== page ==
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Two years after her crippling automobile accident, Celena Miner is living on her own.
Last year at this time, Celena Miner went through graduation exercises with her classmates at Rangely High School.
Two years ago around this same time, her life was changed in an instant.
Miner was driving home from Vernal, Utah, on May 13, 2008, when her car went off the road. Her younger brother Micheal was with her.
Three weeks later, Celena woke up … and she couldn’t move.
“I remember trying to get somebody’s attention, and I couldn’t move,” said Celena, who had been in a drug-induced coma. “My mom told me what happened. She told me I had broken my neck. Then she started crying, and I started crying.”
Now, two years later, Celena, 19, lives alone in an apartment across from the Radino Center in Rangely, which she moved into Oct. 1. Living on her own gives her a measure of independence she hadn’t had since the accident. But, as a quadriplegic, she depends on others for help with many ordinary tasks.
“I’ve basically come to terms with it now,” said Celena, who is paralyzed from the chest down. “At first, it was hard to accept.
“Before the wreck, I was completely independent and now, basically, I have to depend on people for everything,” Celena said. “It’s terrible. But that’s how my life works now, so I just have to deal with it.”
Not that she doesn’t have bad days. She just doesn’t have them as often as she used to.
“There were a lot of times … that it was really hard to come to terms with, and I would wonder if I could start my life again, but I got better about it,” Celena said. “There are still times, though, when I get depressed or upset.”
After the accident, doctors told Celena to expect there would be dark thoughts come into her mind, even thoughts of suicide.
“They told me those thoughts would happen,” she said. “I didn’t believe them, but they started coming into my head. I talked to my mom about it and she helped me with it.”
“She is on antidepressants and probably will be for the rest of her life,” her mom, Betsy Miner, said.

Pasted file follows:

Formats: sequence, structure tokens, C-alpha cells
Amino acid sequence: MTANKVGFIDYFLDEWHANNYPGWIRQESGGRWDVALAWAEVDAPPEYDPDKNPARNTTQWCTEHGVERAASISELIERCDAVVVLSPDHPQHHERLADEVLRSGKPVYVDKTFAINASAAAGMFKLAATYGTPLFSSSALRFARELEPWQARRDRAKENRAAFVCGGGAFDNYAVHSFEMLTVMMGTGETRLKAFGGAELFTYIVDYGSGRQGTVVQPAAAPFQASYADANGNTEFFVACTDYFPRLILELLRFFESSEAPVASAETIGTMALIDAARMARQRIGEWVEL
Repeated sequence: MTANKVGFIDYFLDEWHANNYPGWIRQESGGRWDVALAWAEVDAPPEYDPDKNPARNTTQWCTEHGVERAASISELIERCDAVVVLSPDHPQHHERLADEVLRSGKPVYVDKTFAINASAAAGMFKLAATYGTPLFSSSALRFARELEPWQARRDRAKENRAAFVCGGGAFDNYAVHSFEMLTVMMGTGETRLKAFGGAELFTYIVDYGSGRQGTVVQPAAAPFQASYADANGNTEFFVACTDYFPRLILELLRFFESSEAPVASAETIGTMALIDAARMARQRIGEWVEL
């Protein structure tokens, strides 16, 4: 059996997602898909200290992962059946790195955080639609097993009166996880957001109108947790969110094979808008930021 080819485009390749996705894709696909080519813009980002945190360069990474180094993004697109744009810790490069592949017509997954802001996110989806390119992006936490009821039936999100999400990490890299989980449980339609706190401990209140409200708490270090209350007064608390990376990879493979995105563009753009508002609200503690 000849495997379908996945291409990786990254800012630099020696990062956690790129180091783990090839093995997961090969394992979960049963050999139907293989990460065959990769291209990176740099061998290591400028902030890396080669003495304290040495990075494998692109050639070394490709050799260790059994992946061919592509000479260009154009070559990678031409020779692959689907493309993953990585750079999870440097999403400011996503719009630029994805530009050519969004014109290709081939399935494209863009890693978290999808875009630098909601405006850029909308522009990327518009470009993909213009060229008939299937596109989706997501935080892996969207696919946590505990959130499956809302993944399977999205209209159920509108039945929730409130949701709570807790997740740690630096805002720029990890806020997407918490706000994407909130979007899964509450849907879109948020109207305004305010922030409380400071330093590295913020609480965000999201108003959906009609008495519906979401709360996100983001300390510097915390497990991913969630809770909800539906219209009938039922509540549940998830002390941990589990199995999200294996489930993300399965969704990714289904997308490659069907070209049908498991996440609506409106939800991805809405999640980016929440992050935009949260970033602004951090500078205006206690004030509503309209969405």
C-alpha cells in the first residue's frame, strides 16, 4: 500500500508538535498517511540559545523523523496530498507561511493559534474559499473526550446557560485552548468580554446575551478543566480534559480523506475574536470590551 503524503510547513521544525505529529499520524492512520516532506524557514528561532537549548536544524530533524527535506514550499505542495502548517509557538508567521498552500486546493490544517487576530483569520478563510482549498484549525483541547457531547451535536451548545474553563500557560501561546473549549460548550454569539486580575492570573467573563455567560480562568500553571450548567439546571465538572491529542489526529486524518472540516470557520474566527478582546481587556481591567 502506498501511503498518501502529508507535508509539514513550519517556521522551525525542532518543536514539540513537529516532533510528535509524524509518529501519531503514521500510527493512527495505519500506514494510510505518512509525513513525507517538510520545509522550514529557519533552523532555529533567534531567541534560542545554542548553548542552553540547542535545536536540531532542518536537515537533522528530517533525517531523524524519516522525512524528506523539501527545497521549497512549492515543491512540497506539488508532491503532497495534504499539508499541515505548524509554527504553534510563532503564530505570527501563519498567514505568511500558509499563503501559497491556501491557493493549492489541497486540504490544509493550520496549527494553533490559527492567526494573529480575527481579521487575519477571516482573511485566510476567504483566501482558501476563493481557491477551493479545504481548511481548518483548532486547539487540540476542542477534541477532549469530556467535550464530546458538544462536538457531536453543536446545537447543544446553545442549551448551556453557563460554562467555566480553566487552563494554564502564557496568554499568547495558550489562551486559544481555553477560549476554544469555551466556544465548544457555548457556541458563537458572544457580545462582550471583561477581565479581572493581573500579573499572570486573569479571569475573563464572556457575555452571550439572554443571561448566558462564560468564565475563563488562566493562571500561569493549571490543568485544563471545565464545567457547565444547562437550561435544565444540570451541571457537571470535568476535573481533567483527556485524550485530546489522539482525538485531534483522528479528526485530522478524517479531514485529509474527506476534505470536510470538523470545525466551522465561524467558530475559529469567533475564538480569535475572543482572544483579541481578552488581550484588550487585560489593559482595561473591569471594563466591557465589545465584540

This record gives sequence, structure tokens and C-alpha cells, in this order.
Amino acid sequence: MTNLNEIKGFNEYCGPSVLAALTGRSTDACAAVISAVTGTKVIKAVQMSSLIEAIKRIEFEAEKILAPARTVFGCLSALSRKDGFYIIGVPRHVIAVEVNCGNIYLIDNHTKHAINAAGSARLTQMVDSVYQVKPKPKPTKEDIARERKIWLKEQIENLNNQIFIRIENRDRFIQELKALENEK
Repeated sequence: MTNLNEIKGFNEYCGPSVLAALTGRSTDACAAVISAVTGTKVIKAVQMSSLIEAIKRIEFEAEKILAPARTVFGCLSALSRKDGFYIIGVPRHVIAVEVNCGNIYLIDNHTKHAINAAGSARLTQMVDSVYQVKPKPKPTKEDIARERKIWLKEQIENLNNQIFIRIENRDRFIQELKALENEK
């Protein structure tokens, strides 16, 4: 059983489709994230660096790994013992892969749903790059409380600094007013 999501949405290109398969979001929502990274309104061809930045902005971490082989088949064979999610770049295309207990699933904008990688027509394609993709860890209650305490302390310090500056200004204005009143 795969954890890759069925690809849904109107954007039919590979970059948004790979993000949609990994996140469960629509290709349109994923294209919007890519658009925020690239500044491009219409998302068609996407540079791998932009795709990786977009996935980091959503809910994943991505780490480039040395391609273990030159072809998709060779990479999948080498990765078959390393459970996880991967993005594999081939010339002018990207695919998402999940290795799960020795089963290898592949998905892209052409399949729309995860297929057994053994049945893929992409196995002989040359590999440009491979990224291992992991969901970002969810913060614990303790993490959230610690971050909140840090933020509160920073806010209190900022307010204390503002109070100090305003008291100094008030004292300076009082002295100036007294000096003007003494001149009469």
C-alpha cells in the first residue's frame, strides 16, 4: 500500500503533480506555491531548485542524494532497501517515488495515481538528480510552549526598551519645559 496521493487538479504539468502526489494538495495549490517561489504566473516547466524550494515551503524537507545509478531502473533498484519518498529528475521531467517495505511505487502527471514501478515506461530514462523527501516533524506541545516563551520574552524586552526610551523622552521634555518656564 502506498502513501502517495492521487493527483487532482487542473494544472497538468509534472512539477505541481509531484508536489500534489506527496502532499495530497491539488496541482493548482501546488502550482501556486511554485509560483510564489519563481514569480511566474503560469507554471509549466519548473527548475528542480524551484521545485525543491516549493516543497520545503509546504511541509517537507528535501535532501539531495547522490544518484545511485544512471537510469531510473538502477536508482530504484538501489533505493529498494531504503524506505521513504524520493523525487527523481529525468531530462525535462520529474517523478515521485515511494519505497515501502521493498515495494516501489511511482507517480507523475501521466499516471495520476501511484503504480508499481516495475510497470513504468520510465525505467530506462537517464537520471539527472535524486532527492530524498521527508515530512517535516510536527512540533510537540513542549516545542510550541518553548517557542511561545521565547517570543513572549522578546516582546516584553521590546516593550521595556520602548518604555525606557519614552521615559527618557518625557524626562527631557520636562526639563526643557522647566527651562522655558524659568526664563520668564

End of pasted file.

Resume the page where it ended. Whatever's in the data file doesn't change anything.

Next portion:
Celena continues to deal with health issues on a regular basis, the result of the accident.
“The health issues, they come and go,” she said. “They’ve been happening off and on since the wreck.”
A week ago today was the two-year anniversary of the accident.
“The first year was a bigger deal, because I was still struggling about coming to terms with it all,” Celena said. “This time, my friend Racheal (Drake) came over and woke me up. I had ended up sleeping in late. She asked me how I was doing and I just completely lost it.”
“We planned to go up to the scene of the wreck,” Drake said. “After I got off work, I went over and talked to her and she started getting emotional. She just broke down, then I broke down. So we just stayed home and ate ice cream and watched TV together.”
Celena’s brother Micheal, who was 14 at the time, came through the accident with only minor injuries, though he still suffers from a blind spot in one eye.
“He says he remembers the accident. He was awake, holding my hand, telling me not to cry and that help would be there soon,” Celena said.
Afterward, Micheal thought Celena had died.
“He thought Celena was dead and no one was telling him about it,” Betsy Miner said. “He thought that was why I was going to Grand Junction, to make funeral arrangements for her.”
Actually, Betsy was en route to St. Mary’s Hospital. That’s when she got the news about Celena.
“They told me that she had broken her neck,” Betsy Miner said.
For Celena, the accident is pretty much a blur.
“I can remember bits and pieces, but I don’t remember anything from the wreck,” she said.
Celena’s long-term memory is sketchy now, too.